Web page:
Day three and we’re making good progress in both of our trenches.
Trench 4 is new this year, which we’ve positioned between the paired standing stones of the West Kennet Avenue itself. That’s the trench that Ros unearthed the beautiful British Oblique arrowhead in yesterday.
Trench 3 is one that aficionados of the Between the Monuments Project may recognise as the first one that we opened when we started digging on the site in 2013. This time round we’ve reopened a small part of Trench 3 and extended it to try to help us make sense of a collection of stakeholes that we found in its north-west corner the first time round.
What you may well ask is a stakehole and why are we so excited by them that we’ve come back to shovel more dirt in the same area? Well a stakehole is the hole that’s created by driving the end of a wooden stake into the ground (as opposed to a posthole which is a hole dug to receive a post which is then packed around with stones and soil to keep it upright – today we’d use concrete).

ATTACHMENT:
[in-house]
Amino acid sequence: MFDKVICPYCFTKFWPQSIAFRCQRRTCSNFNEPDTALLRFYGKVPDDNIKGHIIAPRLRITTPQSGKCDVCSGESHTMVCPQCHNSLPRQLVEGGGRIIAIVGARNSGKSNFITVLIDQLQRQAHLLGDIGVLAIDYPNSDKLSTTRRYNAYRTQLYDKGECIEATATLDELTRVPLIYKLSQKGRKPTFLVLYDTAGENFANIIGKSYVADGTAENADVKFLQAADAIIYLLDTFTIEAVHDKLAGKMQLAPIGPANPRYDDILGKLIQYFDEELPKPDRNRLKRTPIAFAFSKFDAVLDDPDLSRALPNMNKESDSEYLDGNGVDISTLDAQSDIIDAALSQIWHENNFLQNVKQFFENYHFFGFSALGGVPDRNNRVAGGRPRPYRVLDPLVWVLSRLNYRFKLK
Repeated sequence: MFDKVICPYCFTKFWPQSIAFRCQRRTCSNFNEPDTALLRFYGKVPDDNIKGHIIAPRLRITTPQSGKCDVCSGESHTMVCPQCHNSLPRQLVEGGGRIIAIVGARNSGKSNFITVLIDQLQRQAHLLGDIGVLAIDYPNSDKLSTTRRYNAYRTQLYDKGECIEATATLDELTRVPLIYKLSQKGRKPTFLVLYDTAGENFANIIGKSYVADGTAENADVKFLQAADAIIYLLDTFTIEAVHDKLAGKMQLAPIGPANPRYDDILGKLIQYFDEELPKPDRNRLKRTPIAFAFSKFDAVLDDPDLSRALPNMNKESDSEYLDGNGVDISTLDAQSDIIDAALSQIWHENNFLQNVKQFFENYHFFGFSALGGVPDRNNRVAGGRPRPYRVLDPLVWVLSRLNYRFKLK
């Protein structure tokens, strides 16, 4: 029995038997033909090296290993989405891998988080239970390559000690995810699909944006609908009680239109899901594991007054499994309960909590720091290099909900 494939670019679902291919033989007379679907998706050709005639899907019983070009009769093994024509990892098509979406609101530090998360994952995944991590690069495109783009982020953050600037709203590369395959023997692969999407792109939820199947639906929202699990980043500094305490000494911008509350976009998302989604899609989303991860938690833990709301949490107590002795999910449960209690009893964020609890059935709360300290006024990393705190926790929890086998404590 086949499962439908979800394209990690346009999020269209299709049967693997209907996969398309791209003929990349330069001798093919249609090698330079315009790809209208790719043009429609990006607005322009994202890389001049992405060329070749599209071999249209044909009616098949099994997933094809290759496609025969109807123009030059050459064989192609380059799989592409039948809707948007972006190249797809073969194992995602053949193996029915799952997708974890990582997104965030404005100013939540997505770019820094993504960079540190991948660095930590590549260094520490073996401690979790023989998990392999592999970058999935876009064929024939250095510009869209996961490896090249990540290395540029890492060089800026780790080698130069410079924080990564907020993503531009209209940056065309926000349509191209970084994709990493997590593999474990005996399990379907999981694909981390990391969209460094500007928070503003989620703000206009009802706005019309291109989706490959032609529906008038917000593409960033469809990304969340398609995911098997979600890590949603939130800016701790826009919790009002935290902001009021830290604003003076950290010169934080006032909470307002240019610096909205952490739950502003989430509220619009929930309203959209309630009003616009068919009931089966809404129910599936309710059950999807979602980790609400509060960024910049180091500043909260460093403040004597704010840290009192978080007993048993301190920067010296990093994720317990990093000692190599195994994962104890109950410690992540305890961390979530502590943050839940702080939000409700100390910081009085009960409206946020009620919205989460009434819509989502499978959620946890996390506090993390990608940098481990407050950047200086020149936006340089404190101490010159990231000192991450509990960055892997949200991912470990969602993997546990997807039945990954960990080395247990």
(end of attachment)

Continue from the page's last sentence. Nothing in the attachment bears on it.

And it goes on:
One of the things we noticed when we looked at the results from our excavations in Trench 3 in 2013 was that the area within the stakeholes was virtually free from finds. In contrast the area outside the stakeholes was densely packed with stone tools and pottery.
That set some bells ringing because in 2007 we’d excavted part of a small field called Rough Leaze just outside of the south east bank of Avebury henge. It produced Middle Neolithic Peterborough Ware pottery (the type of pot we’ve found at our West Kennet Avenue site), flint tools and arcs of stakeholes. Infuriatingly, like the ones in Trench 3, they also disappeared off into the side of the trench. Rule 1 of archaeology if you find anything interesting it will always disappear a) beneath the section edge or b) be beneath the spoil heap.
And that combination of the remains of a fairly lightweight structure and with a ‘clean’ interior is exactly what you might expect to find if you were looking for a Middle Neolithic house. And they’re as rare as a rare thing on a rare day. So we’re keeping all of our toes and fingers crossed. Though that does make trowelling awkward.